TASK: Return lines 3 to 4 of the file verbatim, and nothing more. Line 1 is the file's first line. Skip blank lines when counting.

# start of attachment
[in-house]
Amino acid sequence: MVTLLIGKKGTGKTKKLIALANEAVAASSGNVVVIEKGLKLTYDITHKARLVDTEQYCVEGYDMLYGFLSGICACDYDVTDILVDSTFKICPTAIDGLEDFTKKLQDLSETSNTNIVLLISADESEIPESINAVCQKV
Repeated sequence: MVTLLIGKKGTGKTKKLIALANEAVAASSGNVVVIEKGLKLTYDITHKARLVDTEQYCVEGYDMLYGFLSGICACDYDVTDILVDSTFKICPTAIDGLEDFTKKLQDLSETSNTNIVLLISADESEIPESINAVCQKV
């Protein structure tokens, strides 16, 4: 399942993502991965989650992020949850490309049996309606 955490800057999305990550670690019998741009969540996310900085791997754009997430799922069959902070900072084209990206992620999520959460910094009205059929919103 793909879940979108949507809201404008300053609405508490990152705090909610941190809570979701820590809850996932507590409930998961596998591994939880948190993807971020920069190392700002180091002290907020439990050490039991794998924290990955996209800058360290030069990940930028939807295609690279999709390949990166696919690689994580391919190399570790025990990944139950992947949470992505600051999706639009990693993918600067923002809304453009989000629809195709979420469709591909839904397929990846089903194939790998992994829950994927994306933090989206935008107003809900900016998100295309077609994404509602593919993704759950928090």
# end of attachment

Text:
Repeated sequence: MVTLLIGKKGTGKTKKLIALANEAVAASSGNVVVIEKGLKLTYDITHKARLVDTEQYCVEGYDMLYGFLSGICACDYDVTDILVDSTFKICPTAIDGLEDFTKKLQDLSETSNTNIVLLISADESEIPESINAVCQKV
């Protein structure tokens, strides 16, 4: 399942993502991965989650992020949850490309049996309606 955490800057999305990550670690019998741009969540996310900085791997754009997430799922069959902070900072084209990206992620999520959460910094009205059929919103 793909879940979108949507809201404008300053609405508490990152705090909610941190809570979701820590809850996932507590409930998961596998591994939880948190993807971020920069190392700002180091002290907020439990050490039991794998924290990955996209800058360290030069990940930028939807295609690279999709390949990166696919690689994580391919190399570790025990990944139950992947949470992505600051999706639009990693993918600067923002809304453009989000629809195709979420469709591909839904397929990846089903194939790998992994829950994927994306933090989206935008107003809900900016998100295309077609994404509602593919993704759950928090």